On the day that Isaac is weaned, Abraham gives a celebratory feast at which “Sarah saw [Ishmael] the son of Hagar the Egyptian, whom she had borne to Abraham, laughing. So, she said to Abraham, ‘Cast out this slave woman with her son!’” (Gen 21:9-10). Sarah’s reaction to Ishmael’s laughter seems totally out of proportion. Since when is “laughing” a crime punishable by expulsion? What was it about Ishmael’s behavior that got Sarah so upset?

Much interpretational ink has been spilled trying to ascertain what Ishmael was doing when Sarah saw him “laughing” (מצחק; metzaheq). The rabbis offer several meanings for מצחק, including sexual immorality, idolatry, and even bloodshed (see Genesis Rabbah 53:11). Even today, Bible translators are trying to make sense of this term; the ESV translates מצחק as “laughing” but, in an attempt to square Ishmael’s punishment with his “crime,” the translators provide a speculative footnote: “Possibly laughing in mockery.” However, there are more appropriate Hebrew words for “mock” than מצחק—e.g., תהל (tahal;1 Kgs 18:27) or תעע (ta’a; cf. Gen 27:12)—so “mockery” may not be the best way to understand Ishmael’s behavior.

When Sarah gives birth to her son, she names him “Isaac” (יצחק; Yitzhaq), saying, “God has made laughter (צחק; tzhoq) for me; everyone who hears will laugh (יצחק; yitzhaq) with me” (21:6). When Ishmael is seen “laughing” (מצחק) at the feast, his action recalls the name “Isaac,” which means “he laughs” (יצחק). These related Hebrew words point to the notion that Ishmael was not merely “laughing”; rather, he was “Issac-ing”! That is, he was behaving as though he were Isaac, the rightful heir of God’s promise. The idea that Ishmael was “trying to be like Isaac” makes more sense of Sarah’s words to Abraham: “Cast out this slave woman with her son, for the son of this slave woman shall not be heir with my son Isaac” (21:10).

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34 COMMENTS

    • Benson,
      The Scripture was written down that we might HAVE understanding.
      I do not believe it is too far-fetched to try and understand the motives of the mother of Israel as she protected her child from another mother who had negative intent toward the first true heir child of abraham.
      It wasn't only hidden thoughts we are evaluating, but actions, and the Spirit-chosen words that were used describe them.
      Blessings to you!

      + More answers (1)
  1. I think the natural rivalry between Hagar and Sarah has once again raised its ugly head. Sarah may have proposed the arrangement but Hagar also looked at Sarah with contempt. Sarah responded then as she is responding in this passage. Ishmael's laughter certainly plays a part, but there is already an undercurrent of hostility here.
  2. I look forward to this weekly message in learning and understanding the Hebrew meanings of the scripture translation. I often share this with Christians and non believers. I often get the Muslims trying to convert me as they say I am almost there because of my action in faith and community charity activities. They always say the bible is have been translated so many times. But they forgot the scriptures was inspired by the creator Adoni and instructed the sages to write them down.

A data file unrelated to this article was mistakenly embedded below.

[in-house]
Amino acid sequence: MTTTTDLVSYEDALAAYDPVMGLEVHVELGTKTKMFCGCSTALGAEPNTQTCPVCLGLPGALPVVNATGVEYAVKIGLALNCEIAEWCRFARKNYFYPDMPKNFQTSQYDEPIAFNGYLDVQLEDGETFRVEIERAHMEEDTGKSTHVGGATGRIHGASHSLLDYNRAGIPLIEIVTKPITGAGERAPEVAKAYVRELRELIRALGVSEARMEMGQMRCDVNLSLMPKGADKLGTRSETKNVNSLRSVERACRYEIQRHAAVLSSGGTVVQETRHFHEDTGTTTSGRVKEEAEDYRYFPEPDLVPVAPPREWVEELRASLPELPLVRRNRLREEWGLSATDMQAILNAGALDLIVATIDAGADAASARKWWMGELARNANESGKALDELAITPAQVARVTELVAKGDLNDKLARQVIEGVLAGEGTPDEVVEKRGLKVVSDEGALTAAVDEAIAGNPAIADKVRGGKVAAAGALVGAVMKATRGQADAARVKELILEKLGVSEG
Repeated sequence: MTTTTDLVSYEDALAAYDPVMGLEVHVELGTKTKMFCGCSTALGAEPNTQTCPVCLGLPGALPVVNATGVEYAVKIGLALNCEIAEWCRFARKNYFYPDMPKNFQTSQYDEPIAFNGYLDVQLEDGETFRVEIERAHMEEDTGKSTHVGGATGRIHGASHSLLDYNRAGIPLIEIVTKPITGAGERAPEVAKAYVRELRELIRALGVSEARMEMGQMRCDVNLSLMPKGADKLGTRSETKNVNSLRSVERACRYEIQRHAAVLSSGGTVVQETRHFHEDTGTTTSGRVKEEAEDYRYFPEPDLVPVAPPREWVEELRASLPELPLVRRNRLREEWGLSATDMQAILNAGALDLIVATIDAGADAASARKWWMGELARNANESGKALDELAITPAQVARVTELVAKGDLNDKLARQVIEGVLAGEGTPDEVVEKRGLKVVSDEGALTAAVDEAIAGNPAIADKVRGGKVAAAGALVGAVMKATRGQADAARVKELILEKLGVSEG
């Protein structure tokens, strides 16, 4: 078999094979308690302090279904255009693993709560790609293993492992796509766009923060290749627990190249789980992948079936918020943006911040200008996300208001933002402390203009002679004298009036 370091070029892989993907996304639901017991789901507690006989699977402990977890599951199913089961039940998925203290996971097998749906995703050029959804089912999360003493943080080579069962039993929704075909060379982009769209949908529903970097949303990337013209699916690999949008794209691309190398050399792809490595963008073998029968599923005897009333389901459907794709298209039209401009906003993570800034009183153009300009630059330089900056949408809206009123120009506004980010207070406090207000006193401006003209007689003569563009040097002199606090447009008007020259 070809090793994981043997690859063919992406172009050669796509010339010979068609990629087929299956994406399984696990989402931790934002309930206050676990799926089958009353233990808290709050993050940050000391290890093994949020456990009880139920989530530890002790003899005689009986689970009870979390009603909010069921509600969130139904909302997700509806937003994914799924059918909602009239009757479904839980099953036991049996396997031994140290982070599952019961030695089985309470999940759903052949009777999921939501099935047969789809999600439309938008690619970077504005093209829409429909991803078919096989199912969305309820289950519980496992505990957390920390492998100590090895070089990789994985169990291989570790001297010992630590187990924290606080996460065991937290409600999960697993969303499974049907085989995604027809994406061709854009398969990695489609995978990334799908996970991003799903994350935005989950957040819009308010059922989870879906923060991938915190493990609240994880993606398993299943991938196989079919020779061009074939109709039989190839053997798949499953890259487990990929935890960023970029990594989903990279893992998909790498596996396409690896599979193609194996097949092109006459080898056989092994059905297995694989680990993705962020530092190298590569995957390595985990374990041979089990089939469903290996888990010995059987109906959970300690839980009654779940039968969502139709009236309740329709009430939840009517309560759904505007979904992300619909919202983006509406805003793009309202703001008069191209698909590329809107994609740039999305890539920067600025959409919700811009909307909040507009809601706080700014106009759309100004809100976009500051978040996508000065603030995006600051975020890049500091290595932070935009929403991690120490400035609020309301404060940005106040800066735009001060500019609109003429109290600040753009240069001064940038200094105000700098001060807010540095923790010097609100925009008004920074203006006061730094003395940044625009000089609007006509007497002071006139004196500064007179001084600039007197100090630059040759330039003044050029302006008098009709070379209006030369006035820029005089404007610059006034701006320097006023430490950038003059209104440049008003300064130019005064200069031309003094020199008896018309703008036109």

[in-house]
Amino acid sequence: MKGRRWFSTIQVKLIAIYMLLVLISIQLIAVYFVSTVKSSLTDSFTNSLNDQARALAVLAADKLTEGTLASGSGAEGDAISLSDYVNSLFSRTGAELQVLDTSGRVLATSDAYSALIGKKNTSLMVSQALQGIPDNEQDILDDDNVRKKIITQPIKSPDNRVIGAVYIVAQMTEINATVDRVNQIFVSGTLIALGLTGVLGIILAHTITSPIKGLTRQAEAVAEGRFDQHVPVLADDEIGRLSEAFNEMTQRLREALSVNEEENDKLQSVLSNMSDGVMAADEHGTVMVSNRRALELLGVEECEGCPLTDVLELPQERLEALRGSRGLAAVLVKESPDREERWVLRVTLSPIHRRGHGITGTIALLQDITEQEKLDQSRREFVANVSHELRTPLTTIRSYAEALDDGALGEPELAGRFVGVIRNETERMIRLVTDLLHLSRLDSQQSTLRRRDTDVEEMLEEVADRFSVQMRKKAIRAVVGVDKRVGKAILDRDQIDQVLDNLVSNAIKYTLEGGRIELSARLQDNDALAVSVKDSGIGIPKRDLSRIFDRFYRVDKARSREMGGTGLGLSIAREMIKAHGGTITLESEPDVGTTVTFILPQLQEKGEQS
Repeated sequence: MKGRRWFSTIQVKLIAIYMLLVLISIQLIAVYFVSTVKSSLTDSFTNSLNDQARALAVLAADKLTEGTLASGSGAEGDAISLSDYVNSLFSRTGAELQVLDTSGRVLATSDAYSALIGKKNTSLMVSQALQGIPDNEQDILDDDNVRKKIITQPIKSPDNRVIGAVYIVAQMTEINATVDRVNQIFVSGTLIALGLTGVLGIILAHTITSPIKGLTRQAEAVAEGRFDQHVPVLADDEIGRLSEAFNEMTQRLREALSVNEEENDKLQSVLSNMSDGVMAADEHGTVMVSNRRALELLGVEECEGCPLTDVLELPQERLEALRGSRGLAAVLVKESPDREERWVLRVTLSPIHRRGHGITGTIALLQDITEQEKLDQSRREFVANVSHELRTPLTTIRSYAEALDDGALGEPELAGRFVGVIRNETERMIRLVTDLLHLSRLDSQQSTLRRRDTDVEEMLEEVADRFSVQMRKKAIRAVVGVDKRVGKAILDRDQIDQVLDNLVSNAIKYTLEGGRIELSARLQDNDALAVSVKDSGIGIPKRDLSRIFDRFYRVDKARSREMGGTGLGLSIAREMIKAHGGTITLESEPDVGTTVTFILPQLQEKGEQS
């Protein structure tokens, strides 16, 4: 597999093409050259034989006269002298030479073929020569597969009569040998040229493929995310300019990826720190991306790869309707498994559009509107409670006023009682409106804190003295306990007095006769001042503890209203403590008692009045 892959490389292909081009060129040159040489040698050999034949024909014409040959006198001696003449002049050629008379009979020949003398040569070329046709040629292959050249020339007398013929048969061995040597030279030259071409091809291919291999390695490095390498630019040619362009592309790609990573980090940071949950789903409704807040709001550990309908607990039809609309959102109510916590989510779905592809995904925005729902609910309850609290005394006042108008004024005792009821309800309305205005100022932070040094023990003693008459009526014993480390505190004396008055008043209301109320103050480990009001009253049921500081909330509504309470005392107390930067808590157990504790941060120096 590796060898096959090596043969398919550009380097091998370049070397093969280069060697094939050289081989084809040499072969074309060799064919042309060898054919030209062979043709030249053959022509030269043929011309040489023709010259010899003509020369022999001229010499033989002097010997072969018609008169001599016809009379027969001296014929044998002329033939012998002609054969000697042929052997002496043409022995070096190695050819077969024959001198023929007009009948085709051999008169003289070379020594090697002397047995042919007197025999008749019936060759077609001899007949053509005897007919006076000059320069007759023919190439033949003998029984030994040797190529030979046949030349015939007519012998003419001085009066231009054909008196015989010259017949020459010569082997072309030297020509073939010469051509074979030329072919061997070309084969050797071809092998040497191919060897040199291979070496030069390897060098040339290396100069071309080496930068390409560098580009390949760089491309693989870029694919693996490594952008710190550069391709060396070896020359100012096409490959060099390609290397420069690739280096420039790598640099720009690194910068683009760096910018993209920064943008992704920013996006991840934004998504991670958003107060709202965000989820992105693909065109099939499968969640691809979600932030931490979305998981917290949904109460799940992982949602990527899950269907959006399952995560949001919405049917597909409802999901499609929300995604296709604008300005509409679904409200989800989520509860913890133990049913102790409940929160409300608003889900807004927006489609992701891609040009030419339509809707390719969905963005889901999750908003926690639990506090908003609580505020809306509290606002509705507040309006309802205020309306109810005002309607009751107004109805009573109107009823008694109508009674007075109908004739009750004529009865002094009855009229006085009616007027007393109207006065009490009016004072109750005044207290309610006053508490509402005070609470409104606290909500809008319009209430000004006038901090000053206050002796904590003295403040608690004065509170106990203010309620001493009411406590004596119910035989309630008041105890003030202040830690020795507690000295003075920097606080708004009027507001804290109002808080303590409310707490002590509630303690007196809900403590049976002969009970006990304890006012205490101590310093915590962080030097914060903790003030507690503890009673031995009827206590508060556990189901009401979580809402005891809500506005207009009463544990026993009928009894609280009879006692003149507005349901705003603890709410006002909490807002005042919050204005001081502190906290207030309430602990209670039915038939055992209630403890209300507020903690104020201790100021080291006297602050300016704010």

3. çok ilginç,o kadar önem verdiğiniz İbrahim'in kendi öz oğlu İsmail değil mi?Üstelik o da henüz çocuk.Yok alaycı güldü,yok böyle güldü bahane arıyorsunuz.Sarah'ın hatası olamaz mı?Son derece kadınca bir kıskançlıkla ilk oğul olan İsmail'i uzaklaştırmak için bahane arayamaz mı?İbrahim'in yerinde ben olsam,öz çocuğumu istemeyen Sarahı kendi kaderi ile başbaşa bırakırdım.
  4. Because the word for what Ishmael did to Isaac is similar to the word for what Isaac did: "sporting", (according to the KJV) with his wife Rebecca, that let Abimelech realize that she was his wife, leads some to conclude that it may have been sexual in nature.
    • Thanks for this addition to the discussion. You're absolutely right. Also see Genesis 39:14 for the same word in a similar sexual context.
  5. This is fascinating! What I notice is the opposite of replacement theology. Sarah said “God has made laughter”. When Sarah see’s Ishmael laughing it doesn’t replace her original prophecy(?) “God has made laughter.” I was reached with the OT and later converted to Christianity. Oddly, and because of language problems, my conversion replaced God’s voice (revelation). Some people believe we have to hear the NT six or seven times before it magically clicks. His voice is strong and God doesn’t need to repeat Himself. I didn’t need an additional revelation of Christ. I did need a vocabulary word.
    • Thanks for this response, Kat. I think any time that you can interpret a text in a way that pushes against "replacement theology" it's a good reading :) Thank you for your comments and I'm glad you found the article fascinating.
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